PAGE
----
Review: The Exorcist III

Review: The Exorcist III (1990)

Director: William Peter Blatty

Writer: William Peter Blatty

Stars: George C. Scott, Brad Dourif, Ed Flanders

currently available on Amazon Proime (as of 10/30/19)

William Peter Blatty’s The Exorcist III is supernaturally exhilarating, spellbinding its viewers in fascinated horror as it entrances them with incomparable dialog and some of the most intense performances ever captured on film.  The original novel The Exorcist, which was also written by Blatty, was transformed into a bona fide horror masterpiece by the sure hand of master director William Friedkin (The French Connection, To Live and Die in L.A., Bug).  When Blatty took over the director’s chair to adapt its first true sequel (I am discountingThe Exorcist 2 which was a shameless cash grab disowned by Blatty), he touched the film with a passionate knowledge of self, missing from the coldly scientific perspective of Friedkin’s masterpiece.  This means that pain and evil each drip from the screen during The Exorcist III, making it no less horrifying and nearly as fascinating as 1972’s The Exorcist..

Whereas Friedkin filmed his experiment in horror like a police procedural, The Exorcist III(which is actually a police procedural) is filmed with an emotional lens, making its shadows deeper and its reality more pliable.  Characters transform their faces and voices, figures crawl quickly on the ceiling, and a crucified adolescent innocent floats up from a hole in the floor.  While all the horrific descriptions and depictions of violence might risk guiding viewers to look away, the film’s performances are absolutely riveting, especially the starring turn by George C. Scott.

The pain and the terror in Scott’s face is deeply meaningful, and the rage in his arms is captivating.  It is almost as if, in times of great emotional strife, Scott’s character Lt. William Kinderman loses control of his muscles as they spasm in pain.  But it is not only Scott’s performance that elevates the film, but also Ed Flanders’ portrayal of horror-hardened Priest Father Dyer that grounds the emotion of the film in wise empathy.  But it is Brad Dourif’s spellbinding showing as the malevolent Gemini Killer that makes the film intoxicating.

Unlike his magnificent showing in One Flew Over the Cuckoo’s Nest as the suicidally bashful Billy Bibbit, Dourif’s turn in The Exorcist III shows us the self-assured face of evil.  Imprisoned, tormented, and unstoppable.  This film shows the monstrous nature of evil, forbidding its audience from looking away even for a second.  Though to my perspective this is not the staggering achievement the original The Exorcist was, this film is more emotionally tangible than its predecessor, and definitely as worthy of a watch this Halloween.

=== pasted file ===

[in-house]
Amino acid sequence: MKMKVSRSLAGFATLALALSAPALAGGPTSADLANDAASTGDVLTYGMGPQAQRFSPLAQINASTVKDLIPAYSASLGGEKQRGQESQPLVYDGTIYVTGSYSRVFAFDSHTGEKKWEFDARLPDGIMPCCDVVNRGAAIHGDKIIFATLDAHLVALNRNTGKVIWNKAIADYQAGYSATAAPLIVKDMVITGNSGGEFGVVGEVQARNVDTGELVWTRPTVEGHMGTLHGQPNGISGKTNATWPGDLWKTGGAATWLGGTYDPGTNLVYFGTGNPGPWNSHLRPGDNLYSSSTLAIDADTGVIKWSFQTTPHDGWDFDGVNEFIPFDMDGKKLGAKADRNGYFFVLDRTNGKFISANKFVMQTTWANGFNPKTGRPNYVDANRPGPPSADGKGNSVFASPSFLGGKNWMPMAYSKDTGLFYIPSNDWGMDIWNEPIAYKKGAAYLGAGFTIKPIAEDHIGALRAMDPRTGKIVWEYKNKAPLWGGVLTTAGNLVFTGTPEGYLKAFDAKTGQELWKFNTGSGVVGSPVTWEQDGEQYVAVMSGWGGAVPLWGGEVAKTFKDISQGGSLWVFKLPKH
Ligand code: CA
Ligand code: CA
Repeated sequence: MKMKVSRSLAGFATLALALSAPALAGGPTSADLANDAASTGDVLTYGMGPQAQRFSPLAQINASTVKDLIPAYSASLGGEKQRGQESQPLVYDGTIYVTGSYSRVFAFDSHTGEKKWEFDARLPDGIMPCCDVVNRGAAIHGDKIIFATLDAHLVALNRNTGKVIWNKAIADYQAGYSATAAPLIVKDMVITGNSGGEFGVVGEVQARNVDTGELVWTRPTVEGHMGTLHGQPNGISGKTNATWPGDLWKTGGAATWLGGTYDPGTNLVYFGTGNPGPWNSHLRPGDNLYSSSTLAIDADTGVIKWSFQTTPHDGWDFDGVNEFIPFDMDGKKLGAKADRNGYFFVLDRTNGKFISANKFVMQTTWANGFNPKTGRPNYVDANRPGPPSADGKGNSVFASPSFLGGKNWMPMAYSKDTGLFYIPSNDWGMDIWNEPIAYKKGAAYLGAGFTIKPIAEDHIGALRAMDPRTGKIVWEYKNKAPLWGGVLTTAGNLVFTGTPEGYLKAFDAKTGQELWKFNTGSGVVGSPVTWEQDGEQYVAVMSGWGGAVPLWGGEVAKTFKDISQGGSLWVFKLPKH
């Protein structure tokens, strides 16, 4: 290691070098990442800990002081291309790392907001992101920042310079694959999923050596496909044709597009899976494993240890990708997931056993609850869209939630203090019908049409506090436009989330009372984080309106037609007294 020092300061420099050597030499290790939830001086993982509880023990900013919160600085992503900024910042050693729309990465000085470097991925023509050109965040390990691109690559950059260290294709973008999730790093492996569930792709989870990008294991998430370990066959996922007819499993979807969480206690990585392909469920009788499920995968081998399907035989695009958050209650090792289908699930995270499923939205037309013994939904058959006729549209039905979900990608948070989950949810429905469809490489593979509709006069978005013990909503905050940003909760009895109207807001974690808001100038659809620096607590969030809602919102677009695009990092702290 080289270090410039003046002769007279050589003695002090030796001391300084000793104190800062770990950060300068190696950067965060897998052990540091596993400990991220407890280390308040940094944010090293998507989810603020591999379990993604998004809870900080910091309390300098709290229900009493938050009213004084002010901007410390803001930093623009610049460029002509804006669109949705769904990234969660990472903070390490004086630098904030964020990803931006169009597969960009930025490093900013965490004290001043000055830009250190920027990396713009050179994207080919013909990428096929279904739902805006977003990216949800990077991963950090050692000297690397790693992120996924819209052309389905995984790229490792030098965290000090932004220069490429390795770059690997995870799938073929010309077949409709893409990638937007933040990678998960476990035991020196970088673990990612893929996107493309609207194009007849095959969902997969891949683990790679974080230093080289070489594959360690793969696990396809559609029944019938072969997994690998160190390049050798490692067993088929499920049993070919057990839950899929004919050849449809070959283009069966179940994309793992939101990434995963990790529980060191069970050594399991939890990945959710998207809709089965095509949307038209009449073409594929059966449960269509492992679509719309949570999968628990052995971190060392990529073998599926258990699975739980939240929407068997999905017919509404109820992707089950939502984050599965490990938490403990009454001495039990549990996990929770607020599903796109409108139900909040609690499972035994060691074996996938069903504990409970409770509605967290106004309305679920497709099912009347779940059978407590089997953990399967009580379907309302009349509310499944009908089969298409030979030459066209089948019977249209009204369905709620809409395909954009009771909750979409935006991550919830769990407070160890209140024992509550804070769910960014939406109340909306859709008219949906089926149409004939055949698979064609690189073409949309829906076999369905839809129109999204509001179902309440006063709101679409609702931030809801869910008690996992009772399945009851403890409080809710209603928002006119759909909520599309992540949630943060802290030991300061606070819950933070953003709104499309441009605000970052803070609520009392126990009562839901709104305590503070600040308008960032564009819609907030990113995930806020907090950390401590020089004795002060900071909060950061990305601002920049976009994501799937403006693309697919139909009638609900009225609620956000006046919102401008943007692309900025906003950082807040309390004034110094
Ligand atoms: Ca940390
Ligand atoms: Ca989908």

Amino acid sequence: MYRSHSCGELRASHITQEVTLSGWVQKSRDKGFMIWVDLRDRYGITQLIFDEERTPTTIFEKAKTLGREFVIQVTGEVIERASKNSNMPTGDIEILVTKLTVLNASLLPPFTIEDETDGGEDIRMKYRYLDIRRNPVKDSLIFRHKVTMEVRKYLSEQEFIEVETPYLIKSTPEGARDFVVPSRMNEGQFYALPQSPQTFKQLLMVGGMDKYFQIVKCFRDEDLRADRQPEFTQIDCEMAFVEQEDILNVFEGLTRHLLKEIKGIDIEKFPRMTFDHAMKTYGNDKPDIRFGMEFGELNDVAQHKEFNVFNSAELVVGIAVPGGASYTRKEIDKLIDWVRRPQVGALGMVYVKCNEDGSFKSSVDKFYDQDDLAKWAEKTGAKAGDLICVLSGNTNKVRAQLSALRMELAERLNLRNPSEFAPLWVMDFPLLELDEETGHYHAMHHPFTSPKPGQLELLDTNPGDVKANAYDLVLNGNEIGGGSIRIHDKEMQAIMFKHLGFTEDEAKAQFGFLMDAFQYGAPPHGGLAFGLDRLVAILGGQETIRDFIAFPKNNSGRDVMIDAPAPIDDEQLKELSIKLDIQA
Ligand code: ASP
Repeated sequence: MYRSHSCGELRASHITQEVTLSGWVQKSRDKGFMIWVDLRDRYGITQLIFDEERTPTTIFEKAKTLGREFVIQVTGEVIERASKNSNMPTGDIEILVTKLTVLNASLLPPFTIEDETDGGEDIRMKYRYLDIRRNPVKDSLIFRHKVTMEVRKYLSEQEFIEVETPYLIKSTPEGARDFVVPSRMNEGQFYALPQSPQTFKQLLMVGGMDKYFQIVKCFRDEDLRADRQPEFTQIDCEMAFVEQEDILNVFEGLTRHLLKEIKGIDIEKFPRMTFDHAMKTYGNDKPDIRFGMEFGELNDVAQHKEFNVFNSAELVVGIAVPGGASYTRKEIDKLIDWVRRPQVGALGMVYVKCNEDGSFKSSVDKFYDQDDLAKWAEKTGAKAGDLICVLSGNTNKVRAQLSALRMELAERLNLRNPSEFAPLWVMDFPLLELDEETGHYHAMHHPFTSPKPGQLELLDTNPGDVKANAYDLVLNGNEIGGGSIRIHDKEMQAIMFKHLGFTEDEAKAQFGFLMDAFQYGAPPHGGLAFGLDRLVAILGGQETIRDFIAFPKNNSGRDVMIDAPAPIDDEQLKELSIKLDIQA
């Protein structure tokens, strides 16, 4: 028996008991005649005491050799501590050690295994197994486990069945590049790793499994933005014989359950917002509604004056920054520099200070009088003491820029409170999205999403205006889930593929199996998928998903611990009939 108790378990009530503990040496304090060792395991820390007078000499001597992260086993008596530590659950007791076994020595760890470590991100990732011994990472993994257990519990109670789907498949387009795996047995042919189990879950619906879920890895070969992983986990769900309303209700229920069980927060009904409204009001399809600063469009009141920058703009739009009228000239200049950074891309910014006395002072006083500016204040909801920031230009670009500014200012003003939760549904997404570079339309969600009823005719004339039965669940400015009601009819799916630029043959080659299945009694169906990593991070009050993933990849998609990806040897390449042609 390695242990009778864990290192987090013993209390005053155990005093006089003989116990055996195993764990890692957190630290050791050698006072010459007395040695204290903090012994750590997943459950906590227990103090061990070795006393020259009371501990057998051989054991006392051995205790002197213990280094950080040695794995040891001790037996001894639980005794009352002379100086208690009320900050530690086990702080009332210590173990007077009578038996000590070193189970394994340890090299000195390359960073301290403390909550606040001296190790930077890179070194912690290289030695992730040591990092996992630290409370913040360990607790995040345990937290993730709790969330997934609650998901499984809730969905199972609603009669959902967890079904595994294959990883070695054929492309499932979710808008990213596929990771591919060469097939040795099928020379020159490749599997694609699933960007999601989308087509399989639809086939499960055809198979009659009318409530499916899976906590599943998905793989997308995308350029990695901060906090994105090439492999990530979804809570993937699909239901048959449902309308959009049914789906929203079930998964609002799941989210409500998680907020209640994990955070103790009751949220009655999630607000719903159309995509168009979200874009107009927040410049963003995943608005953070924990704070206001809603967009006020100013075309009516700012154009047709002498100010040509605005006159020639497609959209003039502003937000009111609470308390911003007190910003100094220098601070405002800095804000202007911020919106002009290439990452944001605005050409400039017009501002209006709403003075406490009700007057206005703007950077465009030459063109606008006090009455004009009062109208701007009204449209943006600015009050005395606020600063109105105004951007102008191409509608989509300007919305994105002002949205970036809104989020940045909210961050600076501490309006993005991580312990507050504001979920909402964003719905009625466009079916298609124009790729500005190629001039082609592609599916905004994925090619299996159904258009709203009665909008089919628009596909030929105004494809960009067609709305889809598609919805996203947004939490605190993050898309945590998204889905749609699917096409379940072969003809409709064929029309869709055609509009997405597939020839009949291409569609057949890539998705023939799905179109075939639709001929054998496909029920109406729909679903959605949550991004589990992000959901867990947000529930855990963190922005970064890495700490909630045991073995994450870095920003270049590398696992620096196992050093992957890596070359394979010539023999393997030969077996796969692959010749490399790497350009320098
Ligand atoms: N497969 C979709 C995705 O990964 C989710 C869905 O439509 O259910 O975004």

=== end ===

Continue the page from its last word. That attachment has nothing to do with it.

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Review: The Exorcist III

Poem: Down Low

Delicious, lovely happenings abound

around the area floating, if you look for them

in your imagination

that is, they reside on the slide

in the pride of losers clinging to each other

while the world changes behind their backs, again

just like before when it happened

to their fathers, grandfathers buddies cousins

boss’s bro’s and bandits, all of us a link

in a chain that knows nothing connects

really, which is sad

but only kind of, honestly.

 

Because Flavor is important, in all places

at once, preference being a fact of life

we express our spirits through, what we enjoy

is like a fingerprint, and could we catalog the world

in this way, as if compiling examples, or would our spirits be

like sand in water, or pliable

like Play-Doh fresh, and I think maybe all

simultaneously, meaning you could create

databases of libraries, so I guess it’s no use

considering impossibilities, but a sense is created

by what you’re a fan of, I guess.

 

All this is important because I am sickened

by what you people like, and this gives me comfort

unbelievably massive, cloaking all of us in a shadow

of spiteful noncompliance, is the consistent popularity

of 2 Broke Girls an eternal question

or just a fact, that most people are braying

assholes who think it’s funny to embarrass ugly people

in front of the others, which it often is

but still, you don’t wanna broadcast that shit

homie, gotta keep the devil

on the DL in more ways than one.

Poem: Down Low